It has been twenty-seven years since I began creating the Hakomi Method. At present, it is being taught by dozens of people in fifteen countries. During those twenty-seven years the work has evolved quite a bit. A few major changes and many lesser ones have been made. This document describes the work as I teach it now, in 2007. The latest version is a significant refinement of the original. Some important things have been added, others that now seem unnecessary have been dropped.
The work from the beginning was experiential, using reactions evoked by little experiments with the person in a mindful state. That process remains the core of the method.
Fourteen years ago, I introduced the idea that loving presence is the appropriate state of mind for the practitioner. It is our first and most important task. That one change made a huge difference in the effectiveness of the method.
More recently and equally significant, I came to see the work as assisted self-study. This view is quite different from that of traditional psychotherapy. I see it now as mindfulness-based, assisted self study. Seen in this light, it is closely related to the Buddhist and Taoist principles that were among my original inspirations. As assisted self-study, the work is, in some fundamental way, quite different from those therapies that find their foundations in medicine and place themselves within that paradigm. This method can be part of any method of psychotherapy. But it is much more than that. It is basic to all human relations. It is a natural part of the universal human endeavor to understand ourselves, to free ourselves of the inevitable suffering that follows simply from ignorance of who we truly are. It is the path taken by all who work to go beyond the half remembered hurts and failed beliefs that linger in the unexamined mind and body, hurts that act through barely conscious habits and reactions. This work is part of that heroic labor, a cousin to sitting meditation, to singing bowls and chanting monks.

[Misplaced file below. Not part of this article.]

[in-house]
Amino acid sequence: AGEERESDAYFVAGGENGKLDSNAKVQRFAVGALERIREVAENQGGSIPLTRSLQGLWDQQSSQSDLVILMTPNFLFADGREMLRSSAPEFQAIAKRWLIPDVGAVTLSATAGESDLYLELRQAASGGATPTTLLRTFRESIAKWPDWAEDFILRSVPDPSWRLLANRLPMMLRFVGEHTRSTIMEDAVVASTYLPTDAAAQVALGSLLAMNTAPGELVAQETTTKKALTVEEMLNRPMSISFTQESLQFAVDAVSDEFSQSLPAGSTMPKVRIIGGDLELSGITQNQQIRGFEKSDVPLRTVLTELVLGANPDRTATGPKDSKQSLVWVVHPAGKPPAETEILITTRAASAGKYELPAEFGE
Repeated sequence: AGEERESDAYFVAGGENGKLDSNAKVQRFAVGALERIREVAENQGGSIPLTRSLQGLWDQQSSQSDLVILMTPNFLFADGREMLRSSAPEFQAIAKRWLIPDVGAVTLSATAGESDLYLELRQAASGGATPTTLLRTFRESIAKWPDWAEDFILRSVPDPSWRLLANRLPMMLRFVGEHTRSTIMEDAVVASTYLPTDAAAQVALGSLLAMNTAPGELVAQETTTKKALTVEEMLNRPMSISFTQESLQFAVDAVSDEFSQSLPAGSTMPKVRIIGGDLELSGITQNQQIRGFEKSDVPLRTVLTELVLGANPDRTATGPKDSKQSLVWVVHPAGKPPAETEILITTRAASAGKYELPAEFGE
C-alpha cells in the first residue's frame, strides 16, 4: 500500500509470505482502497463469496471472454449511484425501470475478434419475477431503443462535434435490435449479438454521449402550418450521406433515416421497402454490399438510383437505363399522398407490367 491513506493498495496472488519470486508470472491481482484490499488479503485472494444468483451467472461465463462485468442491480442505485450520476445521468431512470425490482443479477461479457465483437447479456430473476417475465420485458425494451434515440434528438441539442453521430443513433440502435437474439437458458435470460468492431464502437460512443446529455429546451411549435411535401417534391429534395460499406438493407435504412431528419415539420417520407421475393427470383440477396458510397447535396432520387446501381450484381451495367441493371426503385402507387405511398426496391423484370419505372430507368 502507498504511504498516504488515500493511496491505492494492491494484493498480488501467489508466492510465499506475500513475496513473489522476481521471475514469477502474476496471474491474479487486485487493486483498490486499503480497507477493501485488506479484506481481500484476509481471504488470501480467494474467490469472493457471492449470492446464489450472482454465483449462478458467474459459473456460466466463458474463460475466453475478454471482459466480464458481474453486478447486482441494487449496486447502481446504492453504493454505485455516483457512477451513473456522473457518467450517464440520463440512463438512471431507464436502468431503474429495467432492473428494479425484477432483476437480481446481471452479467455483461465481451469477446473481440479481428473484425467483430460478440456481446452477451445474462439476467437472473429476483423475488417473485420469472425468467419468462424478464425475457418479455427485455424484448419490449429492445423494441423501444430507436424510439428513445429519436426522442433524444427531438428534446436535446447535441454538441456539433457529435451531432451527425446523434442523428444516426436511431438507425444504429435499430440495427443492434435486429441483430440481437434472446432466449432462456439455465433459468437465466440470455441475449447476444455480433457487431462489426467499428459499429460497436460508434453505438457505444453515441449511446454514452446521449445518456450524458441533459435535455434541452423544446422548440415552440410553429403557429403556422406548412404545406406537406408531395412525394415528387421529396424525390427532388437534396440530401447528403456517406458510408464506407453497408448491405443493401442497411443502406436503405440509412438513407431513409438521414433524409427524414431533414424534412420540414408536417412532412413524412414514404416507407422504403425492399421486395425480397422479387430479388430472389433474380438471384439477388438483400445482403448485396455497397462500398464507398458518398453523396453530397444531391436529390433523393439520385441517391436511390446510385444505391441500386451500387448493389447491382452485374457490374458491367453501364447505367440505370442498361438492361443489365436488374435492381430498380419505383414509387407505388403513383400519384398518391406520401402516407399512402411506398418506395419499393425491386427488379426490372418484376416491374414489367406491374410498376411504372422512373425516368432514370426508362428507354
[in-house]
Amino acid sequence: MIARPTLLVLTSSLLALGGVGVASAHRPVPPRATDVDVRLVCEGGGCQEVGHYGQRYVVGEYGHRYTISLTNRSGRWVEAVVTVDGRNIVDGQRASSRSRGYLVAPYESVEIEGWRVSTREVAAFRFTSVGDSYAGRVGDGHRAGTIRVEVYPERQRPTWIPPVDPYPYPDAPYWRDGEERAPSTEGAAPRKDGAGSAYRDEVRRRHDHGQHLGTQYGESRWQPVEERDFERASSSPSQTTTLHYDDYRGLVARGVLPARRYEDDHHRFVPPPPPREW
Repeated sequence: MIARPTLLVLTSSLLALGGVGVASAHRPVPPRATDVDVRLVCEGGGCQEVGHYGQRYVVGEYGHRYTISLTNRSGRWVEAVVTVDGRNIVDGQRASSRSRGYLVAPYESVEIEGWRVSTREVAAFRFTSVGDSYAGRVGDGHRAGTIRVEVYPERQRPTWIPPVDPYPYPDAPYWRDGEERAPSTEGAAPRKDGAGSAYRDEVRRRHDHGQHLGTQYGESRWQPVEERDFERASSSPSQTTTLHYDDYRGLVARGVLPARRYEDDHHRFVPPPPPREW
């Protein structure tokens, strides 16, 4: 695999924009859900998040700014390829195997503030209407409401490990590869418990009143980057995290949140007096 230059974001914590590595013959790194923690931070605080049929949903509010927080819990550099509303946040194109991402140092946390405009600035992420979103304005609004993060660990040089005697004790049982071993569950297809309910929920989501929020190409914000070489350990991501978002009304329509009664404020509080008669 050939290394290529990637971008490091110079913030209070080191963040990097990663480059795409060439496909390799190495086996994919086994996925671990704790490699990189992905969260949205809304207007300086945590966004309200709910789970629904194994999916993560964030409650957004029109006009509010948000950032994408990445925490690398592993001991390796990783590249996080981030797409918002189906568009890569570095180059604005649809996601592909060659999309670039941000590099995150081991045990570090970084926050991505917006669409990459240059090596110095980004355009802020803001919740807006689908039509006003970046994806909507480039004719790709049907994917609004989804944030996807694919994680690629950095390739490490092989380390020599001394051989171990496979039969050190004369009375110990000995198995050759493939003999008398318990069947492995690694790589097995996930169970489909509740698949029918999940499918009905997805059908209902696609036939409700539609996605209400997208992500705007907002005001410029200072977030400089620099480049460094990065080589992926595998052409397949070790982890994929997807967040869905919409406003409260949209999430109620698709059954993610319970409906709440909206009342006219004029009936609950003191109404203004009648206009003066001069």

This work is… a cousin to sitting meditation, to singing bowls and chanting monks.
Anyone who is capable of a few moments of calm will have no trouble pursuing self-study using this method. And just as exciting, being an assistant in that process is well within the reach of any good-hearted, intelligent person who takes the time to learn the method.
A word of appreciation. In practicing, learning and teaching all these years, I have benefited greatly from the people I have assisted, the colleagues I have worked with and all the bright and loving students who continue to fill my life. For all they gave and still give, I offer heartfelt thanks!
With permission, excerpts from writings of Ron Kurtz
© 2007 Ron Kurtz Trainings, Inc.